AgTalk Home
AgTalk Home
Search Forums | Classifieds (4) | Skins | Language
You are logged in as a guest. ( logon | register )

Two feed test, one feed
View previous thread :: View next thread
   Forums List -> Stock TalkMessage format
 
dabeegmon
Posted 1/13/2021 08:54 (#8747524 - in reply to #8747196)
Subject: RE: Two feed test, one feed


SE Manitoba
Schram Cattle Co - 1/13/2021 07:05

I definitely agree that I should be taking more probes per sample, but the reality is that when I'm doing a lot of different samples, usually battery power for my drill is my limiting factor.

ADF also seems to be 12.5% different, so I'm not sure the TDN formula's the problem. How do you estimate your feed quality from ADF and NDF?

Mine were done on a Friday and sat in a freezer over the weekend while hers were taken on a Monday--any idea as to whether that might change quality like this?



First point - - - - its easy - - - - get another battery!
So far I've done mine with a bump in model and by the time I was done both hips had sore areas!!!!!!!! (I can understand using less samples but its not the way to go.)
(A buddy of mine, recently deceased, tended to mutter about the poor accuracy in biologic systems - - - - if you do well its around 50% - - - now for physics and chemistry you expect to be well into the 90% range.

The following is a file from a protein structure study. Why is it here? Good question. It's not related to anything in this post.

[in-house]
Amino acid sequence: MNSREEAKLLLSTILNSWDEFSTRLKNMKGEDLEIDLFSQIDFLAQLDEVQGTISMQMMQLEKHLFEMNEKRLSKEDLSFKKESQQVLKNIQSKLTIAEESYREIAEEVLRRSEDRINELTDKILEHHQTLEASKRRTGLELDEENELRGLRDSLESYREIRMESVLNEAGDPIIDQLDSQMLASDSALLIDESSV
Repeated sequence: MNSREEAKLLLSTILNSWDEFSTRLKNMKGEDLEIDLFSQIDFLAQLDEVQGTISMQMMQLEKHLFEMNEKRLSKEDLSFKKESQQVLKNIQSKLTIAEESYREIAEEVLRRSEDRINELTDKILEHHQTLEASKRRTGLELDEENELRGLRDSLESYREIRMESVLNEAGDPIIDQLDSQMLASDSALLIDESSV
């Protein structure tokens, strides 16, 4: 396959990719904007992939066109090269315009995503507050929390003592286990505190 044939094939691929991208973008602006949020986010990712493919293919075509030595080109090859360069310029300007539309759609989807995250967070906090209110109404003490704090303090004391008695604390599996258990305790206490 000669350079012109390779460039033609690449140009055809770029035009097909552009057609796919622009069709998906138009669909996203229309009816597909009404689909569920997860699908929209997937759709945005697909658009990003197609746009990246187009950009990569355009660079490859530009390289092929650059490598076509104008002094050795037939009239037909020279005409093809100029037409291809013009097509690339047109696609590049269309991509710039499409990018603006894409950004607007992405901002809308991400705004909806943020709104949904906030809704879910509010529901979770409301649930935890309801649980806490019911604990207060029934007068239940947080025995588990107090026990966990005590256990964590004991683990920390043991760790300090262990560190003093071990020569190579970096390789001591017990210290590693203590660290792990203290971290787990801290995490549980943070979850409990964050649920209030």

I laughed more than a few times but find myself wishing he were still around - - - there was so much more to learn from him!!!)

ADF and NDF - - - - sorta easy - - - - the lower the better.
Most beef guys are happy with a just under 30 for ADF and that usually means a touch under 40 for NDF.
Me - - - I'd like to get stuff where when I test what my girls eat (sheep - - - - much better selectors than cattle by the way!) the ADF is under 20 and the NDF is in the 20 to 25 range.
That kind of stuff gets digestibility way out there (better than corn in fact!)
Even an ADF in the mid 20s and NDF in the lower 30s means that your going to get serious weight gain on calves.
A part of things is that you need to have forages that are NOT predominantly stems.
That's one of the things I've found with barley and oats, greenfeed or silage, a lot of the newer varieties have stems that are far bigger than my pinkie at ground level, that means the stem material is fill and its far too high a portion of the plant IMO.

Dunno what's causing the different in tests.
My best guess would be different labs using different formulas for TDN.
One is conservative and the other is optimistic.
That's why I've gone to using ADF and NDF.

HTH
Top of the page Bottom of the page


Jump to forum :
Search this forum
Printer friendly version
E-mail a link to this thread

(Delete all cookies set by this site)